FIFA’s annual Congress is to be presented with a proposal limiting mandates for its president and officials and barring election for anyone over the age of 72, according to the agenda released on Thursday.
The suggestion, which is unlikely to be voted on this time around, is part of a long-term process aimed at cleaning up soccer’s corruption-plagued governing body and making it more transparent.
FIFA president Sepp Blatter is currently in his fourth term, having been re-elected unopposed last year at the age of 75.
The Congress in Budapest on May 24-25 will also be presented with a code of conduct which specifically tells members: “We reject and condemn all forms of bribery and corruption.”
FIFA’s Congress will this year be asked to vote on a number of changes to the statues which include strengthening the ethics committee by splitting it into two sections, one part for investigating cases and the other for judging them.
It will also vote on a suggestion to increase FIFA’s executive committee from 24 to 25 members with the extra place being reserved for a representative of women’s football, who must be female.
However, the more drastic measures have been reserved for a draft version of the statutes which will be presented and discussed but not voted on.
These include restricting the FIFA president to two four-year mandates and the executive committee members to three four-year mandates.
“Persons may only be elected, re-elected, seconded, nominated, engaged, confirmed or appointed as president, a member of the Executive Committee, a member of a standing committee.....until the age of 72,” said the proposal.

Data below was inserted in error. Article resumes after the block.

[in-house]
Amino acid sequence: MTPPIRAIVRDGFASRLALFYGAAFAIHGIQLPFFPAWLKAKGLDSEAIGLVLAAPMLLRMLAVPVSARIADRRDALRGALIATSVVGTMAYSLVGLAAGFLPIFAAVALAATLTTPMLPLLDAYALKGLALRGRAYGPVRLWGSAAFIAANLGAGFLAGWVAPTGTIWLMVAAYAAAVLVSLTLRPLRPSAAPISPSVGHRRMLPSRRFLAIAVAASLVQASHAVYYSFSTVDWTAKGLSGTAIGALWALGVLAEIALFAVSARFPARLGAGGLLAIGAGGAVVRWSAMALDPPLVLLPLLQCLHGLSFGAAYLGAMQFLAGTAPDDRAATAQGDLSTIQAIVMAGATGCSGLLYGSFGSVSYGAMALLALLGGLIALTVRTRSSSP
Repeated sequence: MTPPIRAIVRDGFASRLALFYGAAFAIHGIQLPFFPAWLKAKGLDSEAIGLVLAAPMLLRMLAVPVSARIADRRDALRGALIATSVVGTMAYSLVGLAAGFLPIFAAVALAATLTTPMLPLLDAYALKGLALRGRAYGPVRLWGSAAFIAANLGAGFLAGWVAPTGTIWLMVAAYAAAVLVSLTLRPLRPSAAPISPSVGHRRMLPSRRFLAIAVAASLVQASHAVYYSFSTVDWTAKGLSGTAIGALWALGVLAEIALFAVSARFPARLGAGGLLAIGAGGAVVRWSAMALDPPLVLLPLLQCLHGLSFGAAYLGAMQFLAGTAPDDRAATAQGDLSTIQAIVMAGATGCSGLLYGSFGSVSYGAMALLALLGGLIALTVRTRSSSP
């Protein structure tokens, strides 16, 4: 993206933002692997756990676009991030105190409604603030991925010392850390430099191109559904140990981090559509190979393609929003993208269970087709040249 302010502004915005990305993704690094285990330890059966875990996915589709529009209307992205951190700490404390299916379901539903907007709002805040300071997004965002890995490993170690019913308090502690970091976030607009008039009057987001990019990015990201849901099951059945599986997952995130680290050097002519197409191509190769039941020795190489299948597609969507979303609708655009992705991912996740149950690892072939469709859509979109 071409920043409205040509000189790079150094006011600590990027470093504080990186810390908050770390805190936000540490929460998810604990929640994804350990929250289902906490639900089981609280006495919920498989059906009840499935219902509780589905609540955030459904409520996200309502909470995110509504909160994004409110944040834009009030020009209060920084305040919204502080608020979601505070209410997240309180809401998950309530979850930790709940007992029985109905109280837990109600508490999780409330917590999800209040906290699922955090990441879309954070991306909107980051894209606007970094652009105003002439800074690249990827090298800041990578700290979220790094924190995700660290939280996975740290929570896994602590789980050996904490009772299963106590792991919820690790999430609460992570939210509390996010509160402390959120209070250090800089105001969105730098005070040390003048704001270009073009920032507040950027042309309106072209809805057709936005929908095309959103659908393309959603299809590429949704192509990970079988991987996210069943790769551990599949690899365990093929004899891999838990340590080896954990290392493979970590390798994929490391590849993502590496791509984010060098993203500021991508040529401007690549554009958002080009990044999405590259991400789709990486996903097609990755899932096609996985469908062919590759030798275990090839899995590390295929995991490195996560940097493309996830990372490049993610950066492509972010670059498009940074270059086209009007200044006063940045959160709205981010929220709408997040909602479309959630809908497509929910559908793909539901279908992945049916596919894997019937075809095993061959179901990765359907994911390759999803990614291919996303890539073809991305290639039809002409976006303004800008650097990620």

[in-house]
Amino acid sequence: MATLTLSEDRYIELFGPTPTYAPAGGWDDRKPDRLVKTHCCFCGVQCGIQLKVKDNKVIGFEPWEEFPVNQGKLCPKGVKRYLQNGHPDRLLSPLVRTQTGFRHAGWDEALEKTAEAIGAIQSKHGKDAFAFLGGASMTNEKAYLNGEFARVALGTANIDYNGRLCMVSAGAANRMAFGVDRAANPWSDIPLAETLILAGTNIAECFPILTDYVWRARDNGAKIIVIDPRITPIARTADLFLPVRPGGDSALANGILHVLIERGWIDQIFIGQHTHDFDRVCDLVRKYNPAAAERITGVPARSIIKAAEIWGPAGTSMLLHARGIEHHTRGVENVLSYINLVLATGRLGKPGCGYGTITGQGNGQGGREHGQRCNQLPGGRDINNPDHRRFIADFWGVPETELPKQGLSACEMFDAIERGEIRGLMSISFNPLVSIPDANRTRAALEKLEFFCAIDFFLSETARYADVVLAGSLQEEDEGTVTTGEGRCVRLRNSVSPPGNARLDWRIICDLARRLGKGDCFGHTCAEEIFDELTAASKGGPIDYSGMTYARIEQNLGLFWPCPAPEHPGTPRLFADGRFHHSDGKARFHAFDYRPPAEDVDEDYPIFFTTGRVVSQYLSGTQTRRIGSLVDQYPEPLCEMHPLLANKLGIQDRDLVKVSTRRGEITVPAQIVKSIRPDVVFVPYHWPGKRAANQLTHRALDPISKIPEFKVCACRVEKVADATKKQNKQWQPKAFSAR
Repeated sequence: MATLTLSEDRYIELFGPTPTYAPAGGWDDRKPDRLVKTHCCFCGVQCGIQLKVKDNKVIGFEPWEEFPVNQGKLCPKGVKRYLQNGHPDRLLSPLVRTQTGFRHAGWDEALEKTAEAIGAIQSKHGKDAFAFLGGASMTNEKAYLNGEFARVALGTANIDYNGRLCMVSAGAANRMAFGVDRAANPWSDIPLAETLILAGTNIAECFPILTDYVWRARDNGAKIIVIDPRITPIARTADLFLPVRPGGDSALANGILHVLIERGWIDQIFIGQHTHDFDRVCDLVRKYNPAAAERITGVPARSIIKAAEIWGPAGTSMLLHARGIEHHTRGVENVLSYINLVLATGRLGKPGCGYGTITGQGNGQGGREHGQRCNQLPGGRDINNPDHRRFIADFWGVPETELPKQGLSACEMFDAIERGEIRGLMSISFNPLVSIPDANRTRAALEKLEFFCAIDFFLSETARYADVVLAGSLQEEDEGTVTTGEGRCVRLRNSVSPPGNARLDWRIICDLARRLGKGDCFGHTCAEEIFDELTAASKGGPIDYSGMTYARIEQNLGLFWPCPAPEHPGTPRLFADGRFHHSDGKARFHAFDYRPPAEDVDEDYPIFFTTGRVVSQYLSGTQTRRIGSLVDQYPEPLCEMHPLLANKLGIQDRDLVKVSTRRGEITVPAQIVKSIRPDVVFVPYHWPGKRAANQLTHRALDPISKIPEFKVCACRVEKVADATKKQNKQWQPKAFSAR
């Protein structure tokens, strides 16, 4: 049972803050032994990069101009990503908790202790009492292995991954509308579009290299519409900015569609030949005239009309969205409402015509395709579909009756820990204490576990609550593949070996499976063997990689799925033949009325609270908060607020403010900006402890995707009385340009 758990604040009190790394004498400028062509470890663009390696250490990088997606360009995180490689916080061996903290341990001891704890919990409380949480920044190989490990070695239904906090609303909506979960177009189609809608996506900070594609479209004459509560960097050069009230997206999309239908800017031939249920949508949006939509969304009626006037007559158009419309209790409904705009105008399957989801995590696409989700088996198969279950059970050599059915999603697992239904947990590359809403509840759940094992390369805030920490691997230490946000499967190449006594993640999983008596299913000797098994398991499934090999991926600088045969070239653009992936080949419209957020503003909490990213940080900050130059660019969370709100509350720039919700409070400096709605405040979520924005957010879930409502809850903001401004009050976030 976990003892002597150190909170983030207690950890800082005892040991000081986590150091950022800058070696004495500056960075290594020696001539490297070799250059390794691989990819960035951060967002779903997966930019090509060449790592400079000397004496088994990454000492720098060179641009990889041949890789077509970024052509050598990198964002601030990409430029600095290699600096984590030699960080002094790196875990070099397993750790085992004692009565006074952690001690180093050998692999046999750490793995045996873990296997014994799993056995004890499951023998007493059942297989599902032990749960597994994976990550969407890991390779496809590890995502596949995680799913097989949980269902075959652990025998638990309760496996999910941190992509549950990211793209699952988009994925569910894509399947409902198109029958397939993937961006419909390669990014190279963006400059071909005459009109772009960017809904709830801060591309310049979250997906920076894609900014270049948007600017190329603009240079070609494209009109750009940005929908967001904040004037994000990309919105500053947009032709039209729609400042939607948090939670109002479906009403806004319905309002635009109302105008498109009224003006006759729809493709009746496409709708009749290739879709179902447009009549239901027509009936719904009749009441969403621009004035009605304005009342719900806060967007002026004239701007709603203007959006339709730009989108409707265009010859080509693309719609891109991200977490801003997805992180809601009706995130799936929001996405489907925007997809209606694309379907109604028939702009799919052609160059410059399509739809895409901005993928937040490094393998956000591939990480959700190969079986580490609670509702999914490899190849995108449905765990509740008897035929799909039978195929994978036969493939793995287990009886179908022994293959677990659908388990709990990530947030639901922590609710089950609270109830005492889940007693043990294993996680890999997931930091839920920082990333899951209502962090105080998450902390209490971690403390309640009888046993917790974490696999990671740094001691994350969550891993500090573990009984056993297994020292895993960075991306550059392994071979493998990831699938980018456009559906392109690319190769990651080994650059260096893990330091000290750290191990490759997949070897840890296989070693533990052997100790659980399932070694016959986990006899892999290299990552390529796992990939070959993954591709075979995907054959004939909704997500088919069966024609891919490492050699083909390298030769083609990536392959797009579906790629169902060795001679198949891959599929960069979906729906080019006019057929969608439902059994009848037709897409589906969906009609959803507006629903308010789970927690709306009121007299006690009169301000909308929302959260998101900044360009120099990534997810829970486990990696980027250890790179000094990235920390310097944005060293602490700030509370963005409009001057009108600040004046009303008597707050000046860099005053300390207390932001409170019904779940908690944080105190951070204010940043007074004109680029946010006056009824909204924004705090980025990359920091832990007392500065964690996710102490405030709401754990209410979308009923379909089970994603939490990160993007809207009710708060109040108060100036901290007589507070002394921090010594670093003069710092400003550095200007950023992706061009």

“(They) shall meet this requirement at the time of the election, re-election, secondment, nomination, engagement, confirmation or appointment.”
Paraguay’s Nicolas Leoz is the oldest member of FIFA’s executive committee at 83 while senior vice-president Julio Grondona, aged 80, has been on the committee since 1988.
The draft also proposes background checks for potential FIFA officials from a newly-created nomination committee.
“Any persons who hold or seek to hold an official FIFA position which requires election or confirmation by the Congress shall be subjected to a prior, in-depth integrity check by the Nomination Committee,” it said.
It added that the check would include “obtaining a character reference, a police clearance certificate or a similar certificate”.
“The integrity check shall be conducted again prior to a re-election or extension of the mandate.”
Another proposal is to place a greater responsibility on member confederations “in particular to ensure that its officials comply with the statutes, regulations (including the FIFA Code of Conduct and the FIFA Code of Ethics) and decisions of FIFA”.
The draft also includes a definition of country as “an independent state recognized by the international community”.
However, it added that “an association in a region which has not yet gained state independence may, with the authorization of the association in the country on which it is dependent, also apply for admission to FIFA”.
FIFA said in a statement that the proposals would be presented in Budapest to give members a chance to digest them.
“These will be presented and discussed but not voted on during the 2012 FIFA Congress in Budapest and have been provided to the member associations in order to be fully transparent and to provide complete information on the proposals made by the Task Force Revision of Statutes,” said FIFA.
“It is useful to recall that the ‘FIFA Good Governance’ road map does not end at the 2012 FIFA Congress but continues further.”